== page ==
Design issue could allow Positive Train Control systems to be disabled, FRA warns
Washington — The Federal Railroad Administration has issued a safety advisory to railroads and rail employees regarding a recently identified interface design issue that relates to how Positive Train Control systems interface with locomotive and cab car braking systems.
PTC systems are emergency slowing and stopping mechanisms designed to help prevent train crashes and derailments caused by human error.
According to a notice published in the Sept. 2 Federal Register, the issue allows a train crew member to circumvent a PTC enforcement by manually cutting out the pilot valve/brake stand – known commonly as the cutout valve – before the PTC system initiates the brakes.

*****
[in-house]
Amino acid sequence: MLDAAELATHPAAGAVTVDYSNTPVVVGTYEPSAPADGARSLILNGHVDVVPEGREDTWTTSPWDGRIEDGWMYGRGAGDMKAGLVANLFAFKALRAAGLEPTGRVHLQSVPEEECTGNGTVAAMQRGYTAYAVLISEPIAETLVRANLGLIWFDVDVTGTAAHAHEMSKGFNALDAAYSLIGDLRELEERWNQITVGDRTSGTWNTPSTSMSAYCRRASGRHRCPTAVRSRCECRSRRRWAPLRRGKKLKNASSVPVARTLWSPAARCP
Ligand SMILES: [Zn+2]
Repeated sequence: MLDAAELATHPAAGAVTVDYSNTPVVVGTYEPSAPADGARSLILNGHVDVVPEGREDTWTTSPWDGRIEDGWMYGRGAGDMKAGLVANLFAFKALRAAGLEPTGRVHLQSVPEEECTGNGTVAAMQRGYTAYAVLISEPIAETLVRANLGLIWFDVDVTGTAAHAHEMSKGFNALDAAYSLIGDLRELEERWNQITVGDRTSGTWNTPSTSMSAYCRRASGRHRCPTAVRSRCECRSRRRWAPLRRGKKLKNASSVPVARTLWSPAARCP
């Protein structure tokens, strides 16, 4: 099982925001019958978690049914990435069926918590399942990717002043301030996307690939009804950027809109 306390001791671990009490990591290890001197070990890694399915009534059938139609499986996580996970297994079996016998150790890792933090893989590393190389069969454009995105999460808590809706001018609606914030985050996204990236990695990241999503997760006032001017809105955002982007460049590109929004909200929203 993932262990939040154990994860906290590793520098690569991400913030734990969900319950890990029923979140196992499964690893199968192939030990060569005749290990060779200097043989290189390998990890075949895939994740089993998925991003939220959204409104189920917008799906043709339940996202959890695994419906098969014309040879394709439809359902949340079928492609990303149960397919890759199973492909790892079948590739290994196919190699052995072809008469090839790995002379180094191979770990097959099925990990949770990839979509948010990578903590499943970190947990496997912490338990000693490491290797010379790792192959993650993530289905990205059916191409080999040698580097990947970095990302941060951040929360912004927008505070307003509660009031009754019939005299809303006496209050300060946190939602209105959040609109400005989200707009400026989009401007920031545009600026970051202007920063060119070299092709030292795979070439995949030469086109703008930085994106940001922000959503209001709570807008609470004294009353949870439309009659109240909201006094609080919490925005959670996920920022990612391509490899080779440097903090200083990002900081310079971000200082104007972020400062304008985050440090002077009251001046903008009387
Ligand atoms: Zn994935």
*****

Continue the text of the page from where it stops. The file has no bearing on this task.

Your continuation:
“This interface design issue poses a significant safety risk by allowing a PTC system to be disabled and unable to initiate the brakes to prevent a train-to-train collision, over-speed derailment, incursion into an established work zone or the movement of a train through a switch left in the wrong position,” the notice states.
Railroads should immediately remind crew members that circumventing a PTC enforcement is subject to civil penalty or disqualification for the locomotive engineer/conductor responsible. FRA also encourages railroads to:
- Audit the designs of PTC systems implemented on all types of locomotives and cab cars.
- Assess the extent to which a PTC system’s design could be circumvented by a crew member.
- Develop and implement a plan to mitigate and/or correct the design issue.
- Provide FRA with a schedule for completion of the identified actions.
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